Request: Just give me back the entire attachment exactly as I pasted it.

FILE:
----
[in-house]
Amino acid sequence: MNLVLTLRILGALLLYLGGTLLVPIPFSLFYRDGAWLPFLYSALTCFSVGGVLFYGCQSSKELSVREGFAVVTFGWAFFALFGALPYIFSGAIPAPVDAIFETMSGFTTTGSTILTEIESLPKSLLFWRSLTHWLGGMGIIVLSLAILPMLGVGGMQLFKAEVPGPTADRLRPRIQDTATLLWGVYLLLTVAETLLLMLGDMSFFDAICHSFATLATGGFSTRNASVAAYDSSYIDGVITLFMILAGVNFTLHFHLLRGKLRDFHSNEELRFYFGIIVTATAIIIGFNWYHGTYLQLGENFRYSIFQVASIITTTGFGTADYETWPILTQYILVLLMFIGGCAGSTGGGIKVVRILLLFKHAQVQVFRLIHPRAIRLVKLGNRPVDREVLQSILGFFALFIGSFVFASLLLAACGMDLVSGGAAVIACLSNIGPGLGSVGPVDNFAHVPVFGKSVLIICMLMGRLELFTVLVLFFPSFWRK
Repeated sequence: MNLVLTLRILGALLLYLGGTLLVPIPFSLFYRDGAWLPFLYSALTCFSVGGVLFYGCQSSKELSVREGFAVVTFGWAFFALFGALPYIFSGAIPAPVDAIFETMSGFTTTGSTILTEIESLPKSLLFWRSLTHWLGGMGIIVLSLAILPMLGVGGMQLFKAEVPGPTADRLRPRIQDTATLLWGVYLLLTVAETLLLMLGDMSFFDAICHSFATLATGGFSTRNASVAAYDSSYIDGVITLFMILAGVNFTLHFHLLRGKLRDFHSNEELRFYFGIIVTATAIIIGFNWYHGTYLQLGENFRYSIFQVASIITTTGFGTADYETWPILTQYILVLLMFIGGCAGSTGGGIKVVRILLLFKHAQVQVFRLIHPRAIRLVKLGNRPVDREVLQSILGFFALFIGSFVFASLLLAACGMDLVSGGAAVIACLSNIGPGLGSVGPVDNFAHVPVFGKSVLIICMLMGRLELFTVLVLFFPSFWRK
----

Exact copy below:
[in-house]
Amino acid sequence: MNLVLTLRILGALLLYLGGTLLVPIPFSLFYRDGAWLPFLYSALTCFSVGGVLFYGCQSSKELSVREGFAVVTFGWAFFALFGALPYIFSGAIPAPVDAIFETMSGFTTTGSTILTEIESLPKSLLFWRSLTHWLGGMGIIVLSLAILPMLGVGGMQLFKAEVPGPTADRLRPRIQDTATLLWGVYLLLTVAETLLLMLGDMSFFDAICHSFATLATGGFSTRNASVAAYDSSYIDGVITLFMILAGVNFTLHFHLLRGKLRDFHSNEELRFYFGIIVTATAIIIGFNWYHGTYLQLGENFRYSIFQVASIITTTGFGTADYETWPILTQYILVLLMFIGGCAGSTGGGIKVVRILLLFKHAQVQVFRLIHPRAIRLVKLGNRPVDREVLQSILGFFALFIGSFVFASLLLAACGMDLVSGGAAVIACLSNIGPGLGSVGPVDNFAHVPVFGKSVLIICMLMGRLELFTVLVLFFPSFWRK
Repeated sequence: MNLVLTLRILGALLLYLGGTLLVPIPFSLFYRDGAWLPFLYSALTCFSVGGVLFYGCQSSKELSVREGFAVVTFGWAFFALFGALPYIFSGAIPAPVDAIFETMSGFTTTGSTILTEIESLPKSLLFWRSLTHWLGGMGIIVLSLAILPMLGVGGMQLFKAEVPGPTADRLRPRIQDTATLLWGVYLLLTVAETLLLMLGDMSFFDAICHSFATLATGGFSTRNASVAAYDSSYIDGVITLFMILAGVNFTLHFHLLRGKLRDFHSNEELRFYFGIIVTATAIIIGFNWYHGTYLQLGENFRYSIFQVASIITTTGFGTADYETWPILTQYILVLLMFIGGCAGSTGGGIKVVRILLLFKHAQVQVFRLIHPRAIRLVKLGNRPVDREVLQSILGFFALFIGSFVFASLLLAACGMDLVSGGAAVIACLSNIGPGLGSVGPVDNFAHVPVFGKSVLIICMLMGRLELFTVLVLFFPSFWRK